Senior cats, very young kittens, and sick or debilitated animals are more sensitive to hot weather. Keep these cats cool at all times and watch them closely for signs of heat-related illness. Try to schedule your veterinary appointments and outside activities early in the morning or late in the evenings so he won’t have to travel in a sweltering car during the hottest part of the day.

Kittens should always stay indoors during hot weather. If you need to bring your kitten outside for any reason, even if it’s for a car ride, make sure to keep the AC on and never leave them in the heat or direct sunlight.

Create a Kitty Oasis

High humidity combined with heat can put your cat at risk of heatstroke. On humid days, keep your home cool with fans or air conditioning. Outside, an inexpensive water mister can give cats a little relief.

Speaking of AC, cats that are kept indoors should always have a climate-controlled space to prevent overheating. If your cat seems hot even with the AC on, you can try freezing a bottle of water, wrapping it in a towel and leaving it in lounge areas to give your kitty a cool spot to relax.

Ceiling fans, box fans and pedestal fans are also great for improving air circulation around your home. If your space feels warm even with the AC on, run a fan in the places your cat spends their time during the hottest part of the day.

Never Leave Your Cat Alone In A Car

Quick trips to the store always take longer than you expect. Leaving the windows cracked won’t help keep him cool, either. On a summer's day of only 85 degrees, the inside car temperature will shoot up to 120 degrees (F) in a matter of minutes even with the windows slightly open.

Check Your Screens For Tears And Secure Fit

Cats like to stay cool on the windowsill, especially during warm weather. A cat leaning against a loose or improperly fastened screen, however, may fall. Use safety screens on all open windows and make sure they are installed properly.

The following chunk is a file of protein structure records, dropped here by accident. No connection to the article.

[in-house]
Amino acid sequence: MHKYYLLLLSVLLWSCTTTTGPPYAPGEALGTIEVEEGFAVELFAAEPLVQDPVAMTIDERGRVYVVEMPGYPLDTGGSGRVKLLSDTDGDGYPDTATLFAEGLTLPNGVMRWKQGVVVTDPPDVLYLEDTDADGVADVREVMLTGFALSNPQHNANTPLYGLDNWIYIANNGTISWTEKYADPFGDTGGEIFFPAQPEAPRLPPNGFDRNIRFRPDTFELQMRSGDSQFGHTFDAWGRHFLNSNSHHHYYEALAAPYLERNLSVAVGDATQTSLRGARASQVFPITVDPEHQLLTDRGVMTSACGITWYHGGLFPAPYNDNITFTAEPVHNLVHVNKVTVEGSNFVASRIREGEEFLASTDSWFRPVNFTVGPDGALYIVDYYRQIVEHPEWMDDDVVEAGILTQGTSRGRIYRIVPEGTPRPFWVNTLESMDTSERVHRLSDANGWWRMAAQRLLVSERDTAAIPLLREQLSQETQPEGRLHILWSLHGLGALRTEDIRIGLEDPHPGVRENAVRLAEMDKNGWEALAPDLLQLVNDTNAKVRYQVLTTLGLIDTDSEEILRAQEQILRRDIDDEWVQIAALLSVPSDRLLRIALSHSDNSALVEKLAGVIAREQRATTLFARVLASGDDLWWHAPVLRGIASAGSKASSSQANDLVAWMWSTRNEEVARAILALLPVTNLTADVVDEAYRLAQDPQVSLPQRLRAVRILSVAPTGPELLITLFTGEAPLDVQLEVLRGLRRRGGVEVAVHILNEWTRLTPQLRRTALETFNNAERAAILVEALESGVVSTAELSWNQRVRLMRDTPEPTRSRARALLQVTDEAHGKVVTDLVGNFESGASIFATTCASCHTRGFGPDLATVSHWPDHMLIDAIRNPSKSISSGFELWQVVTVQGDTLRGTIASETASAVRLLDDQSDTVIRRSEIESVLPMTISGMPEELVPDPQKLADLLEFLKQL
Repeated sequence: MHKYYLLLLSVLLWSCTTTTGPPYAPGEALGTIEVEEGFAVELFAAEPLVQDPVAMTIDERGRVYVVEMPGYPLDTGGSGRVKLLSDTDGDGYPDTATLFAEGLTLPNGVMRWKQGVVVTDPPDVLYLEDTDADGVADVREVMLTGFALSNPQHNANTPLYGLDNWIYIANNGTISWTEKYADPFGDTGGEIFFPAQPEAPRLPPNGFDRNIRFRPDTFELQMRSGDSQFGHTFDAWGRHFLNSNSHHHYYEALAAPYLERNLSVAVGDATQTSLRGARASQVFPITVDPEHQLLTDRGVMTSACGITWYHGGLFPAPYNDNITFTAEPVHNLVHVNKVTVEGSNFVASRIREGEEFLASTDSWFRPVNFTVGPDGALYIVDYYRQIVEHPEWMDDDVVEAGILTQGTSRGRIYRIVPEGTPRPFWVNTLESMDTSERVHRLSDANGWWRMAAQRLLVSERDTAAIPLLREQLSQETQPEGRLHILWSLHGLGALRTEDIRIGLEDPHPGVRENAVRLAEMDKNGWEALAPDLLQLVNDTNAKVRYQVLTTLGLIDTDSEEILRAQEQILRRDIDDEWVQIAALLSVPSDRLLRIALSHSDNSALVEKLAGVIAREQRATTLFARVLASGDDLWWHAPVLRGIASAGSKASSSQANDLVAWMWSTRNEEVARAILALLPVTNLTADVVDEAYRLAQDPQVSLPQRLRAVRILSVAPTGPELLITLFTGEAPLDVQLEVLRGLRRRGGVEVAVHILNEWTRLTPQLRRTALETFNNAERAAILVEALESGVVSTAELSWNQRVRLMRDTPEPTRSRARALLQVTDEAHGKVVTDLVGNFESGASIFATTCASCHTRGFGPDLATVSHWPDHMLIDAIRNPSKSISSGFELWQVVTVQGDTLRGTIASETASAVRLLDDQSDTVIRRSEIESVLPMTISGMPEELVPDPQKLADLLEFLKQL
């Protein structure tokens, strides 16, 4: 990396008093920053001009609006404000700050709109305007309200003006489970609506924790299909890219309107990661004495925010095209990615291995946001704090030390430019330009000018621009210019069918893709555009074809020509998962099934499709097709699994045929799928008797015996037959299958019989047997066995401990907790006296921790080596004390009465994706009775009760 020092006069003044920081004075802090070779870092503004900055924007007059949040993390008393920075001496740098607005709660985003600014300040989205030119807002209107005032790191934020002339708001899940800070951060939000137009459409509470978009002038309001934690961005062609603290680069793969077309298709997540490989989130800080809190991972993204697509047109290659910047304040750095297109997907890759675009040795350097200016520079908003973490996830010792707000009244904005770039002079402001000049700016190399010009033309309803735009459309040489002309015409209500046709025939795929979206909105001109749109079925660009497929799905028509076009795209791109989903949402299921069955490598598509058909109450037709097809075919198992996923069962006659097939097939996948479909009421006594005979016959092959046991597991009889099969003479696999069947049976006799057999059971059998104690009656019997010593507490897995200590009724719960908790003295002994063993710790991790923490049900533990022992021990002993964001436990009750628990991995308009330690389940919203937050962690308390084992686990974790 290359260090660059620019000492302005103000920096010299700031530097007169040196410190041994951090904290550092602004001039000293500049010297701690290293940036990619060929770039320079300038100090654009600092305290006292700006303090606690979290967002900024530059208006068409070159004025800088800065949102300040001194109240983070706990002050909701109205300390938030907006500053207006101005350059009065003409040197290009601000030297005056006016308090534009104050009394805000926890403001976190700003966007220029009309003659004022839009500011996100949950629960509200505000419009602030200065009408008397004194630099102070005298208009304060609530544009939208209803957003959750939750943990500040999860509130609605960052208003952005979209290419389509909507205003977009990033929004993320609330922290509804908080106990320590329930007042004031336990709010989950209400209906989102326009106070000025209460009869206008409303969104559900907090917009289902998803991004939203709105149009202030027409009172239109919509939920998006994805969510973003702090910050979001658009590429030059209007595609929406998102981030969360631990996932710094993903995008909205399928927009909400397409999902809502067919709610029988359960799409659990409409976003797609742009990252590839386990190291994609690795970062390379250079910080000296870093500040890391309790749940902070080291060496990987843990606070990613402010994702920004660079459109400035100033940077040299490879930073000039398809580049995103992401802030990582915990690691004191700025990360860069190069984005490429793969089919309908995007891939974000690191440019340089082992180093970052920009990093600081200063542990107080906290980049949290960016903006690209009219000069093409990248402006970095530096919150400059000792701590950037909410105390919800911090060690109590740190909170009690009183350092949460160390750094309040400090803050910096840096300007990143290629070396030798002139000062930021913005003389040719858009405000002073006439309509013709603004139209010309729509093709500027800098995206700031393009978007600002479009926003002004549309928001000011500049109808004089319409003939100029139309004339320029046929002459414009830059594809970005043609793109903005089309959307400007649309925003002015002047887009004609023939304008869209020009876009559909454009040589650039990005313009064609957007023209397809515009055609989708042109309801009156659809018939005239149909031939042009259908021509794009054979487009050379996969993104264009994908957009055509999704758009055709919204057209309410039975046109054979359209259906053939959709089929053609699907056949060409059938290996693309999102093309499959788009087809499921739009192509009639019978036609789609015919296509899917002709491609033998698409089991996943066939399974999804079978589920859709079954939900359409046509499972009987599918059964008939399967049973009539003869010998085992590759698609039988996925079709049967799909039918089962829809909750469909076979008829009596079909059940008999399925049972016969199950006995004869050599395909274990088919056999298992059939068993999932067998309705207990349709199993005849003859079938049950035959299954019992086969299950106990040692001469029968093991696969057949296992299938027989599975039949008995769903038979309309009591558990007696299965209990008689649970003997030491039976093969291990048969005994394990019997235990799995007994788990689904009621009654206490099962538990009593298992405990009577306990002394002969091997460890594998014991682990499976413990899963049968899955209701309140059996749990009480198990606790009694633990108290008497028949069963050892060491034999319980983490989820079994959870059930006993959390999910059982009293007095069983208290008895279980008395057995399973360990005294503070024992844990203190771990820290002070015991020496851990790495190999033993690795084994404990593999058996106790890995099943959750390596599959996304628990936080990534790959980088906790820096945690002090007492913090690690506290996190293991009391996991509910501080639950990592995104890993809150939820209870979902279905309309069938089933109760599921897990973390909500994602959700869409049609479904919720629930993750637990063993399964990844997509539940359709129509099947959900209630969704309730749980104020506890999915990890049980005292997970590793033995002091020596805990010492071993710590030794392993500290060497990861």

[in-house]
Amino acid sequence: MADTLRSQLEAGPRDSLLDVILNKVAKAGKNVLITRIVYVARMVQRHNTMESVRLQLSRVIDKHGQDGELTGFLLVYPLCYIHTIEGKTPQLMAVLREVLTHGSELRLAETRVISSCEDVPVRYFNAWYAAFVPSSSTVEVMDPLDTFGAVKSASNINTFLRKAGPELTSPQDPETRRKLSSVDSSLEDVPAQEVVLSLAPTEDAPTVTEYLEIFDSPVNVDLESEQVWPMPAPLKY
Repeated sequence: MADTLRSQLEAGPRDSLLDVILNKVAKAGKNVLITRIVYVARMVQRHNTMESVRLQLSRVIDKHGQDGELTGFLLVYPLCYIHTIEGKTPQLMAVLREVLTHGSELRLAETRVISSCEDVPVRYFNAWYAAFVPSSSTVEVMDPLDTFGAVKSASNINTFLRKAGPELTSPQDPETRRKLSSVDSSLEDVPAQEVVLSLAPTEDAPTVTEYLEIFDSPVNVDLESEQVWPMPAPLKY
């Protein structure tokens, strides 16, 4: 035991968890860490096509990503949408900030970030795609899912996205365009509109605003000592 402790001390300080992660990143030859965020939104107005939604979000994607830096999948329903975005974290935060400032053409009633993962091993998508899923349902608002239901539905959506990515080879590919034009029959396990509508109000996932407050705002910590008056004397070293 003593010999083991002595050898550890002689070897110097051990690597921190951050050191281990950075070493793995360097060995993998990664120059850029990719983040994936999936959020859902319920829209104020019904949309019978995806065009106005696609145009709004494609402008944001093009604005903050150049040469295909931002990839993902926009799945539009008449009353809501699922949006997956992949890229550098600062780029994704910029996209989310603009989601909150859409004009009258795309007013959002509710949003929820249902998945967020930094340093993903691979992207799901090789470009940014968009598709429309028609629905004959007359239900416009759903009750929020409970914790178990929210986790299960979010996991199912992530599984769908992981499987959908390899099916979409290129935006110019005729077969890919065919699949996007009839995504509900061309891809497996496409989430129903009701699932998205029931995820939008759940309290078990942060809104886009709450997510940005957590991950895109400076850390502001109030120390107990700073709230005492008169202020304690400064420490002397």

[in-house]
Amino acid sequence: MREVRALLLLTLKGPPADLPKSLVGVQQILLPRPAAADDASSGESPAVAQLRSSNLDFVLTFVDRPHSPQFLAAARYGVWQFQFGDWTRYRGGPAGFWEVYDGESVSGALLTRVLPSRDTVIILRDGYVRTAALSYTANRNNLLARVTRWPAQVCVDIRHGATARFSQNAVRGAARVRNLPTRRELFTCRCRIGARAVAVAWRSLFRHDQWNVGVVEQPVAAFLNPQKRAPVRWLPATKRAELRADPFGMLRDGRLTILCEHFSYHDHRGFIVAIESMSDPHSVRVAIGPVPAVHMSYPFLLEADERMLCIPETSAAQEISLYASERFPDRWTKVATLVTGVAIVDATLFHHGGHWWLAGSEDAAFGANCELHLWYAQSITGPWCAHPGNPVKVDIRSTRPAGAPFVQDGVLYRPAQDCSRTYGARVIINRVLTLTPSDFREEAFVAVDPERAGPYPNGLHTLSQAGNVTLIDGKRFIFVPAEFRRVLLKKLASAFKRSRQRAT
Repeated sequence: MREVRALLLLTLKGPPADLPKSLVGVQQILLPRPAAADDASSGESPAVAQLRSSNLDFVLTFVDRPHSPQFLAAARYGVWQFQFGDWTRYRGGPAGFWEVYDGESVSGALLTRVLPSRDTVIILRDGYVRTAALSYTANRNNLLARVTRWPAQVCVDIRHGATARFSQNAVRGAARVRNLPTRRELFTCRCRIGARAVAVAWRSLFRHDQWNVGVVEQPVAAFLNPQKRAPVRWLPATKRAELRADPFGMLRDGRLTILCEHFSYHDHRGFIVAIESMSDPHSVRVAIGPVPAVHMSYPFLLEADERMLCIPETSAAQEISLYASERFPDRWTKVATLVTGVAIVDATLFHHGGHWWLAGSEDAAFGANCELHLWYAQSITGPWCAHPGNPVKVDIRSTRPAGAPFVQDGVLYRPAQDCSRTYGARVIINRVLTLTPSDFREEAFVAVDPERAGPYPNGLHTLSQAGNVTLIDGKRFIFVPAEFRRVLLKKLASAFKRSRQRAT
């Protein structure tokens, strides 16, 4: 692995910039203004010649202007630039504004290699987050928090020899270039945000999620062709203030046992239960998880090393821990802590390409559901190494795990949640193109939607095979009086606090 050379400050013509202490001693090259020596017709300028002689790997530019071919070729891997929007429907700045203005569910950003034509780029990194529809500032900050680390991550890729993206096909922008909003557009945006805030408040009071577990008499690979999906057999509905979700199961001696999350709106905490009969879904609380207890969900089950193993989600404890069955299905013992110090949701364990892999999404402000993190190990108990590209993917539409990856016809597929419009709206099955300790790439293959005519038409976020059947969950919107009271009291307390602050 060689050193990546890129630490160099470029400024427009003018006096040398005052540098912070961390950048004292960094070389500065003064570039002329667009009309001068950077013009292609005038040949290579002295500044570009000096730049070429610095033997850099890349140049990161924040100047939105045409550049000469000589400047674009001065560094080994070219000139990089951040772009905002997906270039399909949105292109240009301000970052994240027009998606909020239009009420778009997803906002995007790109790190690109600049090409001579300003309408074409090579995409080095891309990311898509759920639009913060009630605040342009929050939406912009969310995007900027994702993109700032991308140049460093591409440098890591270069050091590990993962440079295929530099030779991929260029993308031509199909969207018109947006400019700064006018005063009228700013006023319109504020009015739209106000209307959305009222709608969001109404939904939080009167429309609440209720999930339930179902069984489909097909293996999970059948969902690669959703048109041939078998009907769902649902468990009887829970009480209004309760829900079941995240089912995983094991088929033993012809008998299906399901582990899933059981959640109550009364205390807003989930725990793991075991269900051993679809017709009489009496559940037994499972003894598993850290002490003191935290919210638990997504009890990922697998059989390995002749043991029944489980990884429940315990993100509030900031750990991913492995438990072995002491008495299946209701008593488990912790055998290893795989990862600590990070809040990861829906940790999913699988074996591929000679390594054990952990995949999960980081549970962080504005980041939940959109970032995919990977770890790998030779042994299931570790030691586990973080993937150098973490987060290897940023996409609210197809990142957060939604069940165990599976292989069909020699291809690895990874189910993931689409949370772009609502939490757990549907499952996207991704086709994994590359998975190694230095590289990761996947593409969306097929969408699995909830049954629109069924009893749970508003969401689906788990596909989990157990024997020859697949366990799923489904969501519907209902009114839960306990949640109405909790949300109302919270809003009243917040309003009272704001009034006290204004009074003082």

Perform Regular Grooming

Every cat needs frequent grooming to maintain a healthy coat – and prevent hairballs. Whether your kitty is a short-haired or long-haired breed, brushing them weekly helps keep their fluff at a minimum and reduces the chance of overheating.

For long-haired breeds especially, you might consider a trip to the groomers for a professional clipping, which can make a big difference in how they handle the heat.

Wipe with a Wet Cloth

Keeping cats cool in summer - Woman's hand using a wet cloth to wipe the back of a ginger cat's fur.

Gently wipe down your kitty's with a cool, damp cloth to add moisture to their fur.

Kittens release body heat from their paw pads, armpits, bellies, and around their chin and ear areas. This is why mama cats often groom or bathe their kittens to keep their litter cool.

While a bath works wonders to lower your kitten’s body temp, it may not be excited about bath time (like most cats). If this is the case with your kitten, try gently wiping down their hottest areas with a cool, damp cloth to add moisture to their fur.

Plan Your Playtime

Young cats are full of energy and always appreciate a good play session. But hotter temperatures can make playtime dangerous. To keep your fur baby cool and active, limit your interactive playtime to early mornings and evenings.

With these tips in mind, your kitty will be able to get their daily exercise – and stay healthy and cool in the process.

Remember, summer is a fun season for one and all. With just a few precautions, you can be sure you and your cats will beat the heat.